Fat Freddys Drop at the Brixton Academy
These New Zealand soul superstars definitely “do it for the love of music”. This self-proclaimed “seven-headed soul monster” has sold out tickets for two gigs at The O2 Academy, Brixton, and it’s not hard to figure out why. The band thrive off of live music: it gives them an opportunity to experiment, their gigs become creative, marathon jamming sessions. Singles are skillfully reworked into new sounds that come jam-packed with instrumentals, riffs and the electrifying guitar solos of Jetlag Johnson, with some songs lasting over fifteen minutes. Their music morphs classical reggae with dub, soul, funk, hip-hop mixed with some techno flavours, giving their performances the quality of a chilled DJ set.
Dallas Tamaira’s vocals bring the soul. His silky smooth voice, on numbers such as Mother Mother and Blackbird,(both from the album Blackbird), is mesmerizing: he radiates cool and talent. Each gig is unique and whilst the rambling jams, at times, seem unfocused, for the most part, it pays off with moments of utterly transcendental music-making. This – along with the smoky lights that shift from dark reds and greens, to golds, silvers and vibrant pinks – hypnotizes the audience into a state of blissful oblivion. They are one of the most cathartic bands to watch. They play variations on Razor at several points, incorporating it into other songs, rendering it the anthem of the night. The electronic beats create a collective pulse for the audience, compelling them to dance even two hours into the set.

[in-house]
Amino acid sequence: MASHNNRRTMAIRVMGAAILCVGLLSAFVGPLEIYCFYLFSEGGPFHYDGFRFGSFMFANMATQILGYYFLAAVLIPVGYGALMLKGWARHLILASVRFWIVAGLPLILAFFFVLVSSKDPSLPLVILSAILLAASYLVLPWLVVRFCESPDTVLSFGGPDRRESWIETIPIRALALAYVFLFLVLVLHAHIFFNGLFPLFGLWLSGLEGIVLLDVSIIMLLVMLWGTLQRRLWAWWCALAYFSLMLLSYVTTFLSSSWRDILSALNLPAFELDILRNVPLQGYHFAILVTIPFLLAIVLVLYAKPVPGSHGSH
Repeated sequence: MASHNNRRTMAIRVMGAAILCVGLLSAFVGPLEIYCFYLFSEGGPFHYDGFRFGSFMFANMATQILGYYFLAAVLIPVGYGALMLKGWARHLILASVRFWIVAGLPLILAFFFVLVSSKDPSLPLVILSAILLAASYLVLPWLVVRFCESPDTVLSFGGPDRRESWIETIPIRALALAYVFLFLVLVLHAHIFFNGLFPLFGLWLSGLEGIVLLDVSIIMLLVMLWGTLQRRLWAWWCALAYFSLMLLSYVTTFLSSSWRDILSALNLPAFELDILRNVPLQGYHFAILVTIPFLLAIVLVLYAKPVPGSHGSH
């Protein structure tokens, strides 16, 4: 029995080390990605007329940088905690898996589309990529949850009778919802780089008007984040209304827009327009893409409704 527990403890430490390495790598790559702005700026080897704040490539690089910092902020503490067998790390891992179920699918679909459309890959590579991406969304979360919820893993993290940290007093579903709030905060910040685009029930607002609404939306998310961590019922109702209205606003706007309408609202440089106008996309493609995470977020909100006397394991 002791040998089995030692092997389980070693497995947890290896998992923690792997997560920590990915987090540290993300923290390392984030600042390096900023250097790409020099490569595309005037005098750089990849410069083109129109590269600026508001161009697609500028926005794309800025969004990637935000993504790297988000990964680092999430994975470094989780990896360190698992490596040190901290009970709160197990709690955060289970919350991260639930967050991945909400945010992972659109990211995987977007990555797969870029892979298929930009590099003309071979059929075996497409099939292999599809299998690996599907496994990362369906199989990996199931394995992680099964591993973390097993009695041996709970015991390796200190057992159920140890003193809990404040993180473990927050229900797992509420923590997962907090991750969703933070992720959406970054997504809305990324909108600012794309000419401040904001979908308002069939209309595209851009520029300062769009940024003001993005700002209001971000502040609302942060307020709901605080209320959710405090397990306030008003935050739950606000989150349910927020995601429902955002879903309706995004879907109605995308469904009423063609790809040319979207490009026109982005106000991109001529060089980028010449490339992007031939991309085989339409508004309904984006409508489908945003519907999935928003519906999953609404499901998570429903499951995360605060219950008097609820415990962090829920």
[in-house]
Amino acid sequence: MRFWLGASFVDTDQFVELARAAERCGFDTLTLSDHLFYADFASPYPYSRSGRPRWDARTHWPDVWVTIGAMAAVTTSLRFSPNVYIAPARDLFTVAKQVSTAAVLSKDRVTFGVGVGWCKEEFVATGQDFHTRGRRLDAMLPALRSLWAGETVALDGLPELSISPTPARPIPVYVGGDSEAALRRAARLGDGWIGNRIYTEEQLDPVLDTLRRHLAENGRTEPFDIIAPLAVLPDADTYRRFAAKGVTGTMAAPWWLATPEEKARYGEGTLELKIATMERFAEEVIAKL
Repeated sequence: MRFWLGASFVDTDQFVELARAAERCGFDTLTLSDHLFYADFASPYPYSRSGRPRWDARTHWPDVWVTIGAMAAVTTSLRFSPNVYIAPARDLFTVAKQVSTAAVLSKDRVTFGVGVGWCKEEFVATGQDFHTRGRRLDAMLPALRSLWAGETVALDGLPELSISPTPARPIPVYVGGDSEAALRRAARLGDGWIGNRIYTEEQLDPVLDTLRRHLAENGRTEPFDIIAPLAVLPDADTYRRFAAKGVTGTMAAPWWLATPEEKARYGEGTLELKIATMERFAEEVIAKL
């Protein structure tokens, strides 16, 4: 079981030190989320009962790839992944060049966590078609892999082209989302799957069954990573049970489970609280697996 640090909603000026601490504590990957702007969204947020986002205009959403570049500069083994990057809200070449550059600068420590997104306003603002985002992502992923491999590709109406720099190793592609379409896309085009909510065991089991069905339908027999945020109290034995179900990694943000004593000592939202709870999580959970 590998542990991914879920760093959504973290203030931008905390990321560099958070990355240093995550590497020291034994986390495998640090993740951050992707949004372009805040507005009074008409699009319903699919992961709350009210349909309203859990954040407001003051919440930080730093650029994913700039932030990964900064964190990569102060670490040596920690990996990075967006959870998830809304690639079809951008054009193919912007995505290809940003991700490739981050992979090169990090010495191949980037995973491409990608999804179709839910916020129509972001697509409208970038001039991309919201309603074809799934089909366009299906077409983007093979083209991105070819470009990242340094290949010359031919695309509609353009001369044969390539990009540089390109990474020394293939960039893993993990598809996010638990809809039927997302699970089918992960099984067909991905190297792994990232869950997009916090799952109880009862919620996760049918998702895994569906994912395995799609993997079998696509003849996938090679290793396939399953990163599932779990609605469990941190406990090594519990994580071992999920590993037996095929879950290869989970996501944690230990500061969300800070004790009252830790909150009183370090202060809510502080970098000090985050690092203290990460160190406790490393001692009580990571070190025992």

The band appeal to all ages: at the front a seventy-year-old man dances as if he is twenty. But no one can match the vitality of multi-instrumentalist Joe “Hopepa” Lindsay, who is greeted with cheers of “we love you!” and “‘you’re mad!” as he dances his heart out, wearing sparkly hotpants, a vest top and purple tassels, which are forever getting caught in his trombone. His stage presence is exceptional, and he gives the audience exactly what they want. The crowd’s screams reverberate throughout the impressive venue as he leads the band back onstage for a thirty-minute encore. Never has there been a man so proud to shake his booty and have fun. Hopepa embodies the band’s spirit; they are carefree, talented and, above all, a joy to watch.
Photos: Guifré de Peray
For further information about Fat Freddy’s Drop and future events visit here.
Watch the video for Blackbird here: